Today I found out a close friend had a similar job in another part of the country. This is their one job. The service has done nothing. Offered no support.

Crews go through this on a regular basis, and there are no official checks or support. Stress, PTSD and suicide are allvery real and far too common results.

Something needs to change, but it has to start in the offices of managers.

Time after time.

Clock stopping. The thing that drives dispatchers everywhere – the time between receiving a call and some form of response arriving on scene. Unfortunately this is often seen as more important than the patient and their ailment.

I was sent to a fall once, when I was single crewed. Falls are jobs that ambulance service SOPs (Safe Operating Practices) dictate should be attended by 2 or more staff. There was no way I was helping this patient from the floor myself. There were no injuries so, once I had made the patient comfortable, I updated control. Well over an hour later a second, double crewed, ambulance arrived and the patient was helped to their bed. The patient lay on the floor for almost 2 hours from the initial call, but the job was classed as a success because I got there in the prescribed time and the clock was stopped.

In 1974 the ORCON (Operational Research Consultancy) standard was created. ORCON was a way to monitor the performance of ambulances (and crews). The biggest thing being the ability for crews to get to a Category A call (cardiac arrest etc) within 8 minutes. By this standard, if a crew arrived at a job within 8 minutes and the patient died, the job would be seen as a success. Should the patient survive but the crew took longer than 8 minutes to arrive, the job would be a failure…

Much has changed in ambulance services, and ambulance crew abilities, since 1974. The type of jobs and public expectations have changed too, but ORCON is still the standard used to measure success. Time is still more important than anything, sometimes including crew safety. “Would you assess and withdraw until the police arrive if you feel it’s unsafe?” was a radio message I heard more than once on the way to a job. The response was usually “No” because the police had stab vests and batons, we had neither!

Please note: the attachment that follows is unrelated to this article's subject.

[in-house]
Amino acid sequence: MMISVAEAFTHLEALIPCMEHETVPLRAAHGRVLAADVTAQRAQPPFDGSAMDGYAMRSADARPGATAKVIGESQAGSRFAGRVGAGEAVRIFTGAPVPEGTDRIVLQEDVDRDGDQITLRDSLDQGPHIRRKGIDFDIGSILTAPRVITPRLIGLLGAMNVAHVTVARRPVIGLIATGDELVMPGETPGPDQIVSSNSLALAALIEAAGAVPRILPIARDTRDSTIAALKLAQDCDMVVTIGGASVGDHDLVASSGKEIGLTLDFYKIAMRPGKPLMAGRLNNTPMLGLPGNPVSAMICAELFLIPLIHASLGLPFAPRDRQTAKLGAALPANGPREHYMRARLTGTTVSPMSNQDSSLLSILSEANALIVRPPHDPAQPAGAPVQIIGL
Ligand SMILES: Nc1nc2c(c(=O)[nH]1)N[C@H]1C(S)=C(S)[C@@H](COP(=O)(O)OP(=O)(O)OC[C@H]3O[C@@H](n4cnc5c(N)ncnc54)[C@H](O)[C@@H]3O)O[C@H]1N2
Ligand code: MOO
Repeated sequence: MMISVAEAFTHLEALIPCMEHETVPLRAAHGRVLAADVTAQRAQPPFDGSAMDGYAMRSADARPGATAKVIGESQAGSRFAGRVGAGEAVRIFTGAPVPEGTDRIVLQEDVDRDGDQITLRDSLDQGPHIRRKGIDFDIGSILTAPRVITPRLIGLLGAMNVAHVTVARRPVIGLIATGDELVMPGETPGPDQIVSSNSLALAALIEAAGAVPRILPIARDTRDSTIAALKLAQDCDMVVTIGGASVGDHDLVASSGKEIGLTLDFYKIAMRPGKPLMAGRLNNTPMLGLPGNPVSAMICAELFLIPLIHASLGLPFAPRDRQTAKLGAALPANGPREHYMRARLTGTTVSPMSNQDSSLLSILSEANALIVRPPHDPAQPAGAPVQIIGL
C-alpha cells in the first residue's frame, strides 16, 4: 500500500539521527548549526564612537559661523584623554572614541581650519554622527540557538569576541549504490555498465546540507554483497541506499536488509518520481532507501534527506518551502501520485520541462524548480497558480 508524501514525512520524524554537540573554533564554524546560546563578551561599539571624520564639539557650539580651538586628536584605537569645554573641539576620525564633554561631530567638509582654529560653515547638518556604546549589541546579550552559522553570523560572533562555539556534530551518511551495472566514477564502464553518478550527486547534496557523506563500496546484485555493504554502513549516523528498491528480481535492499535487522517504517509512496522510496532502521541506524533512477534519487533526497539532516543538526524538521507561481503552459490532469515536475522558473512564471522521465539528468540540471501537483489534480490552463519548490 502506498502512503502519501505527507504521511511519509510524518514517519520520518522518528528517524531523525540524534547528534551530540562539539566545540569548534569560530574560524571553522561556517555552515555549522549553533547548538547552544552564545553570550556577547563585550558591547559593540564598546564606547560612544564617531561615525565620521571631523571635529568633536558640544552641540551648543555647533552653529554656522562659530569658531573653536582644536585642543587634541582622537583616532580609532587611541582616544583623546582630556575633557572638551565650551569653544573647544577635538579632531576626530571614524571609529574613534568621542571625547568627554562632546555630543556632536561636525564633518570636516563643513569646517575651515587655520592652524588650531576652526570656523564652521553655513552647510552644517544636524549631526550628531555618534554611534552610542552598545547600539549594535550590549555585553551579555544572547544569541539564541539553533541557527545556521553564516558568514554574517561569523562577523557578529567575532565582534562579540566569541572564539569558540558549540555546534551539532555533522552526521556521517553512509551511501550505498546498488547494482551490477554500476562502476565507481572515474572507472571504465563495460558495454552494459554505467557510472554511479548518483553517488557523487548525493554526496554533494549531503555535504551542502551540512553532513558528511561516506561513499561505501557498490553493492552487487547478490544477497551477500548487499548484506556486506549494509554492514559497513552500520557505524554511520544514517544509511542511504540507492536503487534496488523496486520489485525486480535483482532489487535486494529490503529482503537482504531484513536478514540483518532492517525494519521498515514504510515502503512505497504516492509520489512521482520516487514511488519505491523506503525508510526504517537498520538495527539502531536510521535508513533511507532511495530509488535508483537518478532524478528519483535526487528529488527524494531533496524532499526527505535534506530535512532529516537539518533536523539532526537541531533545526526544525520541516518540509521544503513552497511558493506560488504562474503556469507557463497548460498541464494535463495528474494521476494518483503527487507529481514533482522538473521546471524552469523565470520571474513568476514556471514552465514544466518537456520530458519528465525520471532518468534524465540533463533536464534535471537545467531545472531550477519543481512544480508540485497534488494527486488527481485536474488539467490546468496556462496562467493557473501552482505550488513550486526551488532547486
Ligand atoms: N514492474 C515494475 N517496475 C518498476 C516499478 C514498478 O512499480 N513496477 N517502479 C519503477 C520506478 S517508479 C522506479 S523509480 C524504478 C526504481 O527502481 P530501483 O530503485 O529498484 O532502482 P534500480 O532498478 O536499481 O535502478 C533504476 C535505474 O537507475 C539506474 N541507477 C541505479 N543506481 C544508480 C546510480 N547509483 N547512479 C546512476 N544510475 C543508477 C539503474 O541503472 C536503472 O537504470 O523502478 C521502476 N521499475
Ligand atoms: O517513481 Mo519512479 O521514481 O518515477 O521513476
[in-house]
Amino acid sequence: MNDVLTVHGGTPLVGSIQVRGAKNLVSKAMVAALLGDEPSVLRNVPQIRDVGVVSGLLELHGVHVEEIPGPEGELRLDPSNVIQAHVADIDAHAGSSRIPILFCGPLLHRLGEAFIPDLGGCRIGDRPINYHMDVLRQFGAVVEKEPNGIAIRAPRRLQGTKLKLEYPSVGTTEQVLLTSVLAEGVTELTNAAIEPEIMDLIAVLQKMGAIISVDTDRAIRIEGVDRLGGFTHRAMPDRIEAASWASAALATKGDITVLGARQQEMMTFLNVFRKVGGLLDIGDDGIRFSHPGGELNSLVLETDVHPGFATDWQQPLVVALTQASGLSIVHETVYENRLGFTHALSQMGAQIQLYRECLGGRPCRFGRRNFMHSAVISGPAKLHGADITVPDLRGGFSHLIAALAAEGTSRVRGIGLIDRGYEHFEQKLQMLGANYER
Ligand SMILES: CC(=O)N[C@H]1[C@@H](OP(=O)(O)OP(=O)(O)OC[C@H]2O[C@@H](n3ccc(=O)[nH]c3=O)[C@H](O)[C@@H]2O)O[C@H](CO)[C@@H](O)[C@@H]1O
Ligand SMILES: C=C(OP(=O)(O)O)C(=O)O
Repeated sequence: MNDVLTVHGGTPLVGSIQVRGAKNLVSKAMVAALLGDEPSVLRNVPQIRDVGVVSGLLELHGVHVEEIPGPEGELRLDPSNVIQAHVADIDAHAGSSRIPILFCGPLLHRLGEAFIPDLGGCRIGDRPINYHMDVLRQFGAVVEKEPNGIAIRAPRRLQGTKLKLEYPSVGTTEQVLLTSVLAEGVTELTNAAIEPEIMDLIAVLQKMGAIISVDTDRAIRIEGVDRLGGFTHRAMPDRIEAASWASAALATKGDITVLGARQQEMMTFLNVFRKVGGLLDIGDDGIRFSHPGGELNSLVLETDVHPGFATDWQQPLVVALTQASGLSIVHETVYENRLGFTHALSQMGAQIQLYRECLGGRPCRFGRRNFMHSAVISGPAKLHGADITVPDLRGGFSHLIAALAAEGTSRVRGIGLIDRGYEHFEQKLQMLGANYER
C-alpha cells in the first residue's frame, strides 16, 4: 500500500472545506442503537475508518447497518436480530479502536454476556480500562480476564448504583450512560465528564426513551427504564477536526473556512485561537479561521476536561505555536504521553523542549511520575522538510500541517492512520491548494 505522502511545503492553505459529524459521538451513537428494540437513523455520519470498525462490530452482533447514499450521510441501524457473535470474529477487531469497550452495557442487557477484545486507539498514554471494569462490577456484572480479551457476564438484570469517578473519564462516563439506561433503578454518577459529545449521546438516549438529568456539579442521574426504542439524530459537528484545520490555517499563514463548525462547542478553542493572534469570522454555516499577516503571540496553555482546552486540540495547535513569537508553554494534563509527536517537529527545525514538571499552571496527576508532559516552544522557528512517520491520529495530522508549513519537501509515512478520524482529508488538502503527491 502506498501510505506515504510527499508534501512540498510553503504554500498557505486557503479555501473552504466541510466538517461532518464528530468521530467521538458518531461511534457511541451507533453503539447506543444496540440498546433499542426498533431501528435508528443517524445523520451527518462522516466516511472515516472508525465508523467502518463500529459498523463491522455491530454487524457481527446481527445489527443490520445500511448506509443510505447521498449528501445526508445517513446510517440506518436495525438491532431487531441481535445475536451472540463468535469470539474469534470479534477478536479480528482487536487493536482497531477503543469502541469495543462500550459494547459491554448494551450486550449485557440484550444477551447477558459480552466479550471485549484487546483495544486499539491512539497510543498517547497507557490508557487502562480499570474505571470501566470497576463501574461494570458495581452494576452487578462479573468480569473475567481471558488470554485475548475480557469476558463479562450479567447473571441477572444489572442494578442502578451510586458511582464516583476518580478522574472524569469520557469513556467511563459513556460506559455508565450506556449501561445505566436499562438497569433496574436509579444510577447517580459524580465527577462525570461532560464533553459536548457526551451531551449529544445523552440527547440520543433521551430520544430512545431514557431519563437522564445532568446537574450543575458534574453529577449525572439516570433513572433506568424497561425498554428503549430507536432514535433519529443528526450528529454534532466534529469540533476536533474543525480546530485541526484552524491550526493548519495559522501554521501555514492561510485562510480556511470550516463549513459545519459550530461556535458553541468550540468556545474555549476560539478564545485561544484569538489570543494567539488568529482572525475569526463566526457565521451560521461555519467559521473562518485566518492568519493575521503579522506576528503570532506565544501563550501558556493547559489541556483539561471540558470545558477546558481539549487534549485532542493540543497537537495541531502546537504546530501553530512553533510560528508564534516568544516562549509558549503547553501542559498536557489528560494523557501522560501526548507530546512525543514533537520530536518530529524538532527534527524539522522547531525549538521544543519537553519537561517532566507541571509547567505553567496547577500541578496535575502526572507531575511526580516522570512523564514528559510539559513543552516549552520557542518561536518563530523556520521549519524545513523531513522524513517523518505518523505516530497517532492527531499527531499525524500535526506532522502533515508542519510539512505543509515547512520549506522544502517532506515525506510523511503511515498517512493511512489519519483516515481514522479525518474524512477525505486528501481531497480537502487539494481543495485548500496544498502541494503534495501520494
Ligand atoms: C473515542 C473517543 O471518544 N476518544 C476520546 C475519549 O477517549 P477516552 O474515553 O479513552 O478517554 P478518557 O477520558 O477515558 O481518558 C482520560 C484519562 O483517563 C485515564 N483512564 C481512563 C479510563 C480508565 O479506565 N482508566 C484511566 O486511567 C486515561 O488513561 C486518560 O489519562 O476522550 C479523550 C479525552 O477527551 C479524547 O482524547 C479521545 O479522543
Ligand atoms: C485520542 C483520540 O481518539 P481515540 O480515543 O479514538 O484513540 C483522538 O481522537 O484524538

Crews joke about The Great God Orcon, but it’s a real thing, and it’s become more important than crew or patient safety sometimes.

On another occasion my partner and myself had dropped a patient at A&E. They had been in an RTC so had been fully immobilised. We were waiting for our immobilisation equipment to be returned by the A&E staff. The Radios went off – control asking if we could clear and go to a job. We informed them that we had no immobilisation equipment so we couldn’t attend a fall or any other job requiring the patient to be immobilised. We were informed it was just a minor head injury, so off we went. On arrival we found the head injury was caused by a loss of consciousness….wich caused a significant fall! We spoke to the call taker who informed us they had fully informed control of this right at the start of the call. We radioed in, no response. After 10 minutes of trying to call in I put an emergency call in. I got a response after a few minutes (good job we weren’t being attacked). Our dispatcher had been “called to a meeting” (why leave a whole area with no radio contact??). We explained the situation and our inability to deal with the patient properly. The dispatcher informed us that no other crews were available. Our patient was transported to A&E immobilised with blankets, bits of wood, lots of surgical tape, and other things we found on scene. After explaining to the staff at A&E we lodged a formal complaint against the dispatcher. Nothing ever happened.

There were many “clock stopping” occasions during my career. Most not life threatening, but many questionable as to the dispatcher’s motivation. I know it still happens. It’s worrying that a clock is still more important than the health of the patient, and sometimes even the safety of the ambulance crew.